Fig. 3

Ventilation quality. a Mean ventilations per minute (intervention group 2.8 ± 0.8 min− 1,control group 3.9 ± 0.9 min− 1; Follow-up: intervention 2.7 ± 1.0 min− 1, control group 3.2 ± 1.0 min− 1) b Mean compression pause for ventilation (intervention group 4.4(3.8/5.4)sec., control group 5.3(4.5/6.1)sec.; Follow-up: intervention 4.4(3.8/4.8)sec., control group 5.1(4.9/5.9)sec.) c Percentage of accurate ventilations (intervention group 23.2(0/35.2%)%,control group 29.0(13.2/40.7)%; Follow-up: intervention 19.4(3.4/25.0)%, control group 15.9(0/36.4)%) d Mean ventilation tidal volume (intervention group 185 ± 155 ml, control group 275 ± 115 ml; Follow-up: intervention 169 ± 97 ml, control group 150 ± 141 ml); (* = p < 0.05)

Self-assessment by questionnaire

All students sensed the CPR-algorithm as taught completely and memorably after the training, irrespectively of the teaching technique they participated in (intervention: 5.3 ± 0.8 vs. control: 5.4 ± 0.8, p = 0.36).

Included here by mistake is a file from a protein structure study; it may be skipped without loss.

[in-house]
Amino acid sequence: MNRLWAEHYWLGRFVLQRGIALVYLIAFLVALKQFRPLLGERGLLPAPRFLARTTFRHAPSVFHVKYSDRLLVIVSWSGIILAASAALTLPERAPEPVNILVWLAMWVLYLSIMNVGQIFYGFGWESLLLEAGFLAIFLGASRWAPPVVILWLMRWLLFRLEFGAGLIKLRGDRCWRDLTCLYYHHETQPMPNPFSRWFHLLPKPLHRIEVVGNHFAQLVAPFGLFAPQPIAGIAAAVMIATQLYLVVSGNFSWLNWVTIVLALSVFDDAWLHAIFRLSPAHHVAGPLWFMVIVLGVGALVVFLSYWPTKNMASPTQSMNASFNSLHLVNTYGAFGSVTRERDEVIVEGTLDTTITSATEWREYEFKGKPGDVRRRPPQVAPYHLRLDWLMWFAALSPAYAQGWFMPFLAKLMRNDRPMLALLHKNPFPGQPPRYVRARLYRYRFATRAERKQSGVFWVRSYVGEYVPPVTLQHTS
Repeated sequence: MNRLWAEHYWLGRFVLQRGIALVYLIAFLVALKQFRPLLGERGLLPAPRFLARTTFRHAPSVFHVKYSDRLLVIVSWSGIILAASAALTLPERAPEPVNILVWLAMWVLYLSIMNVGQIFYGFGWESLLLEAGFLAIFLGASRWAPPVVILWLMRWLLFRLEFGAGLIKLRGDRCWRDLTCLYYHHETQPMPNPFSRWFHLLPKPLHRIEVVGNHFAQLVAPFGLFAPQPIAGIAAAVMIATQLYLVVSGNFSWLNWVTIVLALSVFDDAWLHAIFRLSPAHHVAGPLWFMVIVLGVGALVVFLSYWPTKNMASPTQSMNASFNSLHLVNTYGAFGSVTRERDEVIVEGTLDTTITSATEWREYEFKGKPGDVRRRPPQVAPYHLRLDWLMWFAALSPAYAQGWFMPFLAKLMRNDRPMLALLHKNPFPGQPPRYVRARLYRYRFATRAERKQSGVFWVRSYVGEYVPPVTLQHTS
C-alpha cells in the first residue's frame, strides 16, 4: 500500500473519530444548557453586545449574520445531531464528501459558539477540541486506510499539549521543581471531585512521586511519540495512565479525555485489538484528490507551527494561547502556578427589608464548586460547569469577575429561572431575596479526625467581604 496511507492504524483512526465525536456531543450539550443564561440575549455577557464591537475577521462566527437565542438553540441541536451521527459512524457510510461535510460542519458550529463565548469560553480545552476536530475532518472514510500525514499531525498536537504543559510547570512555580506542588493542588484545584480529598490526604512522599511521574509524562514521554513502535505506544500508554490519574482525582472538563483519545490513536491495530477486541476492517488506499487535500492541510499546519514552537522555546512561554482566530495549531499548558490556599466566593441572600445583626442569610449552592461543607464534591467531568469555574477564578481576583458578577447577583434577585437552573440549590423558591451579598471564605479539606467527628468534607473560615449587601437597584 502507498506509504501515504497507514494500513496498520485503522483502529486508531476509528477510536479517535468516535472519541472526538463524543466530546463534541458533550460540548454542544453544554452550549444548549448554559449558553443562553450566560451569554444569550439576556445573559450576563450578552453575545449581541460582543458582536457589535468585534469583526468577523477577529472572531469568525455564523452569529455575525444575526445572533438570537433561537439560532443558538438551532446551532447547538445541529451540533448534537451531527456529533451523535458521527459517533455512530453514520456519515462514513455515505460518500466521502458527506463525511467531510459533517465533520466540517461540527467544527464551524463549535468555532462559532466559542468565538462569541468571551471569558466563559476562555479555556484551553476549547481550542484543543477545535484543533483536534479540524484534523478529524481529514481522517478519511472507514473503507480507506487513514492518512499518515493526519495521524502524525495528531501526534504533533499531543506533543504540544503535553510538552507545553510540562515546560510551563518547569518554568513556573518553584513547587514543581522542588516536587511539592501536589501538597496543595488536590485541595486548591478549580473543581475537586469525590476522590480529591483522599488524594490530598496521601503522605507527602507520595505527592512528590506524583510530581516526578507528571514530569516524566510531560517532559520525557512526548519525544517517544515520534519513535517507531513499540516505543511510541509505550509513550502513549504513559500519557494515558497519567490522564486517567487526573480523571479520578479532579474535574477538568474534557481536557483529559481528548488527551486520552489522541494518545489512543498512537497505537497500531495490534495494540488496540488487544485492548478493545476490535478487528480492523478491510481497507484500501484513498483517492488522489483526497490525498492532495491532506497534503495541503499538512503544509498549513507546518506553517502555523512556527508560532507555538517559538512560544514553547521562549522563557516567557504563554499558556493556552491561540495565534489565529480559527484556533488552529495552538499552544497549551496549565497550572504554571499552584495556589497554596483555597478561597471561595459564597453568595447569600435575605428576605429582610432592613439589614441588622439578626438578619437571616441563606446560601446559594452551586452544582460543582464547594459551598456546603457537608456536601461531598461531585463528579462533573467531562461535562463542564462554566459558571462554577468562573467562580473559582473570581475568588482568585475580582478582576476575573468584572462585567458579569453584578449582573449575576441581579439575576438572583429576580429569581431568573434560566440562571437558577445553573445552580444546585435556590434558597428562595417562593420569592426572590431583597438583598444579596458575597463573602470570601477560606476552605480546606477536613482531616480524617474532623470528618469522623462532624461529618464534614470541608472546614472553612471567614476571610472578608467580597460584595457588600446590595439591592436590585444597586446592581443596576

After the training, self-assessment of CPR-competence increased (intervention: 2.7 ± 1.0 vs. 4.1 ± 0.7, p < 0.001; control: 2.7 ± 1.0 vs. 4.0 ± 0.9, p < 0.001; Fig. 4a), with no difference between groups. Students in the control group estimated their threshold reduction to perform CPR significantly higher (intervention: 4.3 ± 1.5 vs. control: 5.1 ± 1.1, p < 0.001; Fig. 4b). Also the self-estimated improvement in CPR abilities due to the training (intervention: 4.6 ± 1.4 vs. control: 5.4 ± 0.9, p < 0.001; Fig. 4b) and the estimated effectiveness of the teaching technique (intervention: 5.0 ± 1.0 vs. control: 5.6 ± 0.8, p < 0.001; Fig. 4b) were higher in the control group.

Fig. 4

Questionnaires. a Students change in self-assessment in CPR skills during the training (intervention 2.7 ± 1.0 vs. 4.1 ± 0.7; control 2.7 ± 1.0 vs. 4.0 ± 0.9) b Questionnaire assessment after training in adequacy of the teaching technique (intervention: 5.0 ± 1.0 vs. control: 5.6 ± 0.8), self-estimation of increase in CPR abilities (intervention: 4.6 ± 1.4 vs. control: 5.4 ± 0.9) and threshold reduction in performing CPR (intervention: 4.3 ± 1.5 vs. control: 5.1 ± 1.1) between both groups; (* = p < 0.05)